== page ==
„The Disciples say to Yeshua: Tell us how our end shall be. Yeshua says: Have you then discovered the origin, so that you inquire about the end? For at the place where the origin is, there shall be the end. Blest is he who shall stand at the origin“

—  São Tomé, 18
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„Our philosophy… reduceth to a single origin and relateth to a single end, and maketh contraries to coincide so that there is one primal foundation both of origin and of end.“

—  Giordano Bruno Italian philosopher, mathematician and astronomer 1548 - 1600
Context: Our philosophy… reduceth to a single origin and relateth to a single end, and maketh contraries to coincide so that there is one primal foundation both of origin and of end. From this coincidence of contraries, we deduce that ultimately it is divinely true that contraries are within contraries; wherefore it is not difficult to compass the knowledge that each thing is within every other. As translated by Dorothea Waley Singer (1950) <!-- p. 84 -->

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Francis Bacon photo

„If a man will begin with certainties, he shall end in doubts; but if he will be content to begin with doubts he shall end in certainties.“

—  Francis Bacon, The Advancement Of Learning
Context: The two ways of contemplation are not unlike the two ways of action commonly spoken of by the ancients: the one plain and smooth in the beginning, and in the end impassable; the other rough and troublesome in the entrance, but after a while fair and even. So it is in contemplation: If a man will begin with certainties, he shall end in doubts; but if he will be content to begin with doubts he shall end in certainties. Book I, v, 8

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Jawaharlal Nehru photo

„If you let victory become the end in itself then you've gone astray and forgotten what you were originally fighting about.“

—  Jawaharlal Nehru Indian lawyer, statesman, and writer, first Prime Minister of India 1889 - 1964
Context: Wars are fought to gain a certain objective. War itself is not the objective; victory is not the objective; you fight to remove the obstruction that comes in the way of your objective. If you let victory become the end in itself then you've gone astray and forgotten what you were originally fighting about. Interview by James Cameron, in Picture Post (28 October 1950)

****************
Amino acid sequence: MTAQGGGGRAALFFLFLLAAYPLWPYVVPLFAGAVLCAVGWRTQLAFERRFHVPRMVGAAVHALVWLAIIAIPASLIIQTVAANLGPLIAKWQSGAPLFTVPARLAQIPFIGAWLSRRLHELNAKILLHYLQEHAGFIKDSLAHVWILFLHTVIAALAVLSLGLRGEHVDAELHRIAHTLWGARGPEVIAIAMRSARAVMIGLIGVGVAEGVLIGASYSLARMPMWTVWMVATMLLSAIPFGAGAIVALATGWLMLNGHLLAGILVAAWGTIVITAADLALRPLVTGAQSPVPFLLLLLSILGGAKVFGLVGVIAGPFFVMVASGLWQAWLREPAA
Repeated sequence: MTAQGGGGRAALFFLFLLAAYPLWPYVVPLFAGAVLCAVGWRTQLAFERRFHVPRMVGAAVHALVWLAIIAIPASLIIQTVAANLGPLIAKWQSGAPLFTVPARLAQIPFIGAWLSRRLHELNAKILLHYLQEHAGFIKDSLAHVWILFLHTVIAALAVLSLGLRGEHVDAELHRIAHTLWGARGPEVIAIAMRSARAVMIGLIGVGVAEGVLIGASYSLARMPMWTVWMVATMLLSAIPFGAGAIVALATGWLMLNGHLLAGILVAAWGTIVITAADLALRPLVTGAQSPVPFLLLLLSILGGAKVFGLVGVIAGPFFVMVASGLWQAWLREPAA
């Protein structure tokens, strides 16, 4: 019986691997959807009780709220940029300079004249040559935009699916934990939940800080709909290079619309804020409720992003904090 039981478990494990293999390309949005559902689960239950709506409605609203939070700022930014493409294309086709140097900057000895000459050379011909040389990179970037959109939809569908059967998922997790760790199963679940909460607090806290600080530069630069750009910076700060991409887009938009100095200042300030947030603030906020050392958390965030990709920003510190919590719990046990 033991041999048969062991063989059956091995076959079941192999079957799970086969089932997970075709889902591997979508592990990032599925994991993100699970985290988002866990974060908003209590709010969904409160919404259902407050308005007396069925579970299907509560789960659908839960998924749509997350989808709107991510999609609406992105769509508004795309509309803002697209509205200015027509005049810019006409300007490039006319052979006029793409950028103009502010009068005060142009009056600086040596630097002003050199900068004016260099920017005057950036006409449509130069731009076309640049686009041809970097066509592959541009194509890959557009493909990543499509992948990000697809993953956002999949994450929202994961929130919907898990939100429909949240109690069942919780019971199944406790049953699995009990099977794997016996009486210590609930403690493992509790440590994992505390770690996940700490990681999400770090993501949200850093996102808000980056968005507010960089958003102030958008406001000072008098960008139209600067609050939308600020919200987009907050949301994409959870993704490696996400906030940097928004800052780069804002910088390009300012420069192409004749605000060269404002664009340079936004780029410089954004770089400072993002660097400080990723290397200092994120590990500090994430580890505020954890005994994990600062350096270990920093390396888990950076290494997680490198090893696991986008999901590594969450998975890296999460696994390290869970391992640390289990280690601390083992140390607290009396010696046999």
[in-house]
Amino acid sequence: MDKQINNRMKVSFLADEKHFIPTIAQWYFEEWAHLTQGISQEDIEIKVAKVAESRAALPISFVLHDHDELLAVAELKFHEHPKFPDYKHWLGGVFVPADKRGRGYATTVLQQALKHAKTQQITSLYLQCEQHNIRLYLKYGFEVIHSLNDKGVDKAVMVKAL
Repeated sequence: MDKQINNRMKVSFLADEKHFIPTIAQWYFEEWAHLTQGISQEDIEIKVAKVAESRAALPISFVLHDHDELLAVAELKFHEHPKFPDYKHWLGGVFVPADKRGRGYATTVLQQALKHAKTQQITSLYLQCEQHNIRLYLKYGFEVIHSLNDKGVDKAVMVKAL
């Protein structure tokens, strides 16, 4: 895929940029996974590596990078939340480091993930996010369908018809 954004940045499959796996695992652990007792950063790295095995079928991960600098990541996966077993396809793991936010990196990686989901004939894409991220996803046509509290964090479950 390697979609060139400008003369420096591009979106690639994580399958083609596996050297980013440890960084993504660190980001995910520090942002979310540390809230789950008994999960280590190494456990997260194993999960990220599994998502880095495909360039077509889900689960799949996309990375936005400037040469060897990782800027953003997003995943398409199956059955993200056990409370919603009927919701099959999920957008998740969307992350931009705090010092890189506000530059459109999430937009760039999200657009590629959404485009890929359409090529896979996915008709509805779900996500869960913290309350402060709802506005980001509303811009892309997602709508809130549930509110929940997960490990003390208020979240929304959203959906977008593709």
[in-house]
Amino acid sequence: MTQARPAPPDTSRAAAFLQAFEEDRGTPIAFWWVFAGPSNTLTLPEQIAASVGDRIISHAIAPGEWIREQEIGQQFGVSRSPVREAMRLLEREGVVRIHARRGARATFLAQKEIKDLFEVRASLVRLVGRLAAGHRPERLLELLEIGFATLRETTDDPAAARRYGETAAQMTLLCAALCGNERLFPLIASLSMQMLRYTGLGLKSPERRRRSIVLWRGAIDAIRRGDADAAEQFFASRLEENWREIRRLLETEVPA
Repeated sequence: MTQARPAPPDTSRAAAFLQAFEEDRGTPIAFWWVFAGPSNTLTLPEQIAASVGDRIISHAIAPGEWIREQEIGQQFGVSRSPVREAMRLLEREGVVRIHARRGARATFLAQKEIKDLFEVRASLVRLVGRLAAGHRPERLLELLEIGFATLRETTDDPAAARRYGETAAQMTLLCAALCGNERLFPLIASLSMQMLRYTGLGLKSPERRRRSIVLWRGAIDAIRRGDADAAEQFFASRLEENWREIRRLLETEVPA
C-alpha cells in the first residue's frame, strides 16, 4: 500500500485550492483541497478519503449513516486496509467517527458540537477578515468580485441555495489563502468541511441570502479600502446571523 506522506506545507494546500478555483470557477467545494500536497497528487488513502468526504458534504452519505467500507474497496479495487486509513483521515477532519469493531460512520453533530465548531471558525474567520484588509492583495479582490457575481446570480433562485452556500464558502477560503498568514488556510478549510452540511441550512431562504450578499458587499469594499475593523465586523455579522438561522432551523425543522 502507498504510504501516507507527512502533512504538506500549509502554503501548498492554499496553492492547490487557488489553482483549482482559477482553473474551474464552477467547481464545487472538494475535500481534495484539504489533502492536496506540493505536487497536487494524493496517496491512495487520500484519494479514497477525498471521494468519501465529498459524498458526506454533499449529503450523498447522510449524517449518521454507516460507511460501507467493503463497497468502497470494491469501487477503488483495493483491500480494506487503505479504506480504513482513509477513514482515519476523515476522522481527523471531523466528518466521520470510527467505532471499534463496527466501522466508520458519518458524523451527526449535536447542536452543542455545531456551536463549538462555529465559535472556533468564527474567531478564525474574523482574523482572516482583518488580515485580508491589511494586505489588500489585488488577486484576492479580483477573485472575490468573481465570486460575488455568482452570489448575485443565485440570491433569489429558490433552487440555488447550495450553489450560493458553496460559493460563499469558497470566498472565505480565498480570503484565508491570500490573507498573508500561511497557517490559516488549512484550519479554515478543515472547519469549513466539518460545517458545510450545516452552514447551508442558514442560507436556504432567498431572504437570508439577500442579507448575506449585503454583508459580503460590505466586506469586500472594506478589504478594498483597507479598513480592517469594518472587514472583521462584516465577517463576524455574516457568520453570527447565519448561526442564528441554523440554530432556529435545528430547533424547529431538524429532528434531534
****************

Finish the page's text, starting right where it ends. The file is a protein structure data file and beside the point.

Ralph Waldo Emerson photo
E. B. White photo

„It is the oldest flag in the world, the original one, you might say. We are now, in an original condition again, you might say.“

—  E. B. White American writer 1899 - 1985
Context: I don't see how a strong foreign policy can be built around a wild flag which is the same for everybody,' complained the Latvian. 'It can't be,' said the Chinese. 'That is one of the virtues of my little flag. I should remind you that the flag was once yours, too. It is the oldest flag in the world, the original one, you might say. We are now, in an original condition again, you might say. There are very few of us.' The German delegate arose stiffly. 'I would be a poor man indeed,' he said, 'did I not feel that I belonged to the master race. And for that I need a special flag, natürlich.' 'At the moment,' replied the Chinaman, 'the master race, like so many other races, is suffering from the handicap of being virtually extinct. There are fewer than two hundred people left in the entire world, and we suffer from a multiplicity of banner.

Peter Akinola photo
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Bertrand Russell photo

„Shall we put an end to the human race; or shall mankind renounce war?“

—  Bertrand Russell logician, one of the first analytic philosophers and political activist 1872 - 1970